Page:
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Alerts in Grafana
We've been working on finding web performance regressions for a couple of years. We are slowly getting more confident in our metrics and find regressions easier. Before we found regression by looking at the graphs in Graphite/Grafana but now we use the built in alerts in Grafana.
When we started out we only used RUM to find regressions. Back then (and now) we use https://github.com/wikimedia/mediawiki-extensions-NavigationTiming to collect the data. We collect metrics from a small portion of the users and pass on the metrics to our servers that later ends up https://graphiteapp.org/. We collect Navigation Timing, a couple of User Timings and first paint for browsers that supports it.
The way we found regressions was to closely look at the graphs in Graphite/Grafana. Yep watching them real close. The best way for us is to compare current metrics with the metrics we had one week back in time. The traffic and usage pattern for Wikipedia is almost the same if we compare 7 days. Comparing 24 hours back in time can also work, depending on when you look (weekend traffic is different).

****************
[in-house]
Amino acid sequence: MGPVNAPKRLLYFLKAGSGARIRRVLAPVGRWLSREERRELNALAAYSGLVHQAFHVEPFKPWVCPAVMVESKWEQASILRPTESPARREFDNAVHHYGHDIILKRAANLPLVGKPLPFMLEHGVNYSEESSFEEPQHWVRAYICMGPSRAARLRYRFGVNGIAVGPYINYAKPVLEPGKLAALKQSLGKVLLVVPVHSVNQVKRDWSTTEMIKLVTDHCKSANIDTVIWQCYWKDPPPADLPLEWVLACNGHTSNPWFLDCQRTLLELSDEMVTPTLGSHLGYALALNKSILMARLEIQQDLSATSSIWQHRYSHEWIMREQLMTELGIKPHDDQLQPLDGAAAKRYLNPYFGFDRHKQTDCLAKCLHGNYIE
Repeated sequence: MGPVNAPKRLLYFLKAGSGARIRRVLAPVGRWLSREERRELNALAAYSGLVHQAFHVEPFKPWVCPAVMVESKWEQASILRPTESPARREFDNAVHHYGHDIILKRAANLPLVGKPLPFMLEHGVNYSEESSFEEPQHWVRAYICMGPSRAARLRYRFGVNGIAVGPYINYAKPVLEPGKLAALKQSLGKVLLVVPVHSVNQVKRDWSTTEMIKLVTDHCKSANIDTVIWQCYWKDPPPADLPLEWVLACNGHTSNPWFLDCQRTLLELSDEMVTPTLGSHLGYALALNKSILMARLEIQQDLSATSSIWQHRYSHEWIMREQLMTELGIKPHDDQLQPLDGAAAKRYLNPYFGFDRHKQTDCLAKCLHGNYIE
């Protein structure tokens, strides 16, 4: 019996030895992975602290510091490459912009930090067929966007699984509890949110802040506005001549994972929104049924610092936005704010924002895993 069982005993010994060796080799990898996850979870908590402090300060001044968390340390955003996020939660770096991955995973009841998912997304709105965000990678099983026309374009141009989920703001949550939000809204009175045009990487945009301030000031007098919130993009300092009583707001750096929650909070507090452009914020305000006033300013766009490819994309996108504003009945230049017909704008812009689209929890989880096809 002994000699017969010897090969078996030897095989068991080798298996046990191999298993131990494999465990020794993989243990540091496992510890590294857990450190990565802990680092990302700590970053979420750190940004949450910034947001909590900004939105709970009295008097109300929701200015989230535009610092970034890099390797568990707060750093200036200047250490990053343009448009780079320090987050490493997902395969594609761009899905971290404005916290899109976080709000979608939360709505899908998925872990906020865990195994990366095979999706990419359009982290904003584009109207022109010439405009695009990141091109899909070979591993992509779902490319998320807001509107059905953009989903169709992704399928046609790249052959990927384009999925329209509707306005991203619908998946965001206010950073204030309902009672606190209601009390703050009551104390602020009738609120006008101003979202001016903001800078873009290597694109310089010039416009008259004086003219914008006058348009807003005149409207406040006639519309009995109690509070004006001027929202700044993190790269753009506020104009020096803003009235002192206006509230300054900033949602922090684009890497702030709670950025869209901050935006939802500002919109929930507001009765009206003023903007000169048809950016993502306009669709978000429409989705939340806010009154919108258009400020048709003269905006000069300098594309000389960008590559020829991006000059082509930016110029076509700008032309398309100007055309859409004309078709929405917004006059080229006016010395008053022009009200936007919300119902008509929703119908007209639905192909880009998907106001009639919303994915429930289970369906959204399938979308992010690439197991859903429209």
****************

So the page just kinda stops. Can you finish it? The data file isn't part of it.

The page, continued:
Did we find any regressions? Yes we did. This is what one looked like for us:
Looks good right, we could actually see that we have a regression on first paint. What is kind of cool is that the human eye is pretty good at spotting differences between two lines.
But we moved on to use alerts in Grafana to automate how we find them.
Alerts and history
We have set up alerts both for RUM and synthetic testing. I've spent a lot of time tuning and setting up web performance alerts and the best way so far has been to create one set of alert queries that compare the metric in percentage. Talking about a change in percentage is easier for people to understand than the raw change in numbers. And then we have one history graph to the right. It looks like this:
To the left we have changes in percentage. These are the numbers where we add alerts. In this case we first create a query and take the moving average seven days back (this is the number we will use and compare with) and then we take the moving average of the latest 24 hours. We have big span here of 24 hours, meaning we don't find regressions immediately but that helps us to have stable metrics.
To the right is the history graph. We have a graph to the right because it is nice to see the real metrics (not in percentage), it makes it easier to know if the regression is real or not. The history graph is pretty straight forward. You list the metrics you want and you configure how long back in time you want to graph them. We used to do 30 days (that is really good to see trends) but it was to long to see something when an actual regression was happening. Now we use 7 days.
We alert on our RUM metrics. We alert on first paint, TTFB and loadEventEnd. We set the alerts on p75 and p95 of the metrics we collect and alert on a 5-30% change depending on the metrics. Some metrics are really unstable and some are better. You can see our RUM alerts at https://grafana.wikimedia.org/d/000000326/navigation-timing-alerts